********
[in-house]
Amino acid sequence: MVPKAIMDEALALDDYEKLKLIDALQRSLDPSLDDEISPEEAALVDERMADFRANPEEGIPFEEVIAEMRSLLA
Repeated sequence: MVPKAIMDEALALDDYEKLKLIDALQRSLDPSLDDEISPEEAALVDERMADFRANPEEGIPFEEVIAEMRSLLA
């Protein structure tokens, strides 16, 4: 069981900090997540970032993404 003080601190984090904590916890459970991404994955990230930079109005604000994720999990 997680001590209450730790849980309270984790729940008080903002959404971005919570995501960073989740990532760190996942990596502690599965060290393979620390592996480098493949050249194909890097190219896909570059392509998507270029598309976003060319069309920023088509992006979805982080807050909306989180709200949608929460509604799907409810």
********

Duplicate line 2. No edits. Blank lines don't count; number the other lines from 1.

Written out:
Amino acid sequence: MVPKAIMDEALALDDYEKLKLIDALQRSLDPSLDDEISPEEAALVDERMADFRANPEEGIPFEEVIAEMRSLLA